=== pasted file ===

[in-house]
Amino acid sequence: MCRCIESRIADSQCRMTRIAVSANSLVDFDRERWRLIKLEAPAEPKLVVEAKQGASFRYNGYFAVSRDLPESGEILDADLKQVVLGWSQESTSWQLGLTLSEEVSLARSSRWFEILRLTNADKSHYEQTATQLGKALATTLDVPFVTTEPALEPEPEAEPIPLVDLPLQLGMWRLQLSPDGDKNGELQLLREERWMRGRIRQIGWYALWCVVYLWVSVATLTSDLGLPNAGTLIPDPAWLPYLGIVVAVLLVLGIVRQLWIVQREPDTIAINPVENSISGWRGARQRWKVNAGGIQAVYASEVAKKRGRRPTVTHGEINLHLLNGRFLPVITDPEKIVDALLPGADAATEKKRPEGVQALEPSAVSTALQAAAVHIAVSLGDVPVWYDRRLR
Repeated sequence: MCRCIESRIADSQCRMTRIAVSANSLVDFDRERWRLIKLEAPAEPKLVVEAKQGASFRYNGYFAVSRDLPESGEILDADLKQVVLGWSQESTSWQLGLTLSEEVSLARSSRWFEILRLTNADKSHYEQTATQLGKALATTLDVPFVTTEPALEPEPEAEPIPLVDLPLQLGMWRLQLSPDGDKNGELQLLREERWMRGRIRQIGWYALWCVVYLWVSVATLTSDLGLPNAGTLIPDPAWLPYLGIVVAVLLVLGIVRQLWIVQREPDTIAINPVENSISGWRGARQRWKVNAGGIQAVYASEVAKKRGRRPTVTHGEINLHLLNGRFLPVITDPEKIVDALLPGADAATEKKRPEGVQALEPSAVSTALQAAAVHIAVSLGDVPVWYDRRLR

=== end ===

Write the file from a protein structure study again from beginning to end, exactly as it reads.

[in-house]
Amino acid sequence: MCRCIESRIADSQCRMTRIAVSANSLVDFDRERWRLIKLEAPAEPKLVVEAKQGASFRYNGYFAVSRDLPESGEILDADLKQVVLGWSQESTSWQLGLTLSEEVSLARSSRWFEILRLTNADKSHYEQTATQLGKALATTLDVPFVTTEPALEPEPEAEPIPLVDLPLQLGMWRLQLSPDGDKNGELQLLREERWMRGRIRQIGWYALWCVVYLWVSVATLTSDLGLPNAGTLIPDPAWLPYLGIVVAVLLVLGIVRQLWIVQREPDTIAINPVENSISGWRGARQRWKVNAGGIQAVYASEVAKKRGRRPTVTHGEINLHLLNGRFLPVITDPEKIVDALLPGADAATEKKRPEGVQALEPSAVSTALQAAAVHIAVSLGDVPVWYDRRLR
Repeated sequence: MCRCIESRIADSQCRMTRIAVSANSLVDFDRERWRLIKLEAPAEPKLVVEAKQGASFRYNGYFAVSRDLPESGEILDADLKQVVLGWSQESTSWQLGLTLSEEVSLARSSRWFEILRLTNADKSHYEQTATQLGKALATTLDVPFVTTEPALEPEPEAEPIPLVDLPLQLGMWRLQLSPDGDKNGELQLLREERWMRGRIRQIGWYALWCVVYLWVSVATLTSDLGLPNAGTLIPDPAWLPYLGIVVAVLLVLGIVRQLWIVQREPDTIAINPVENSISGWRGARQRWKVNAGGIQAVYASEVAKKRGRRPTVTHGEINLHLLNGRFLPVITDPEKIVDALLPGADAATEKKRPEGVQALEPSAVSTALQAAAVHIAVSLGDVPVWYDRRLR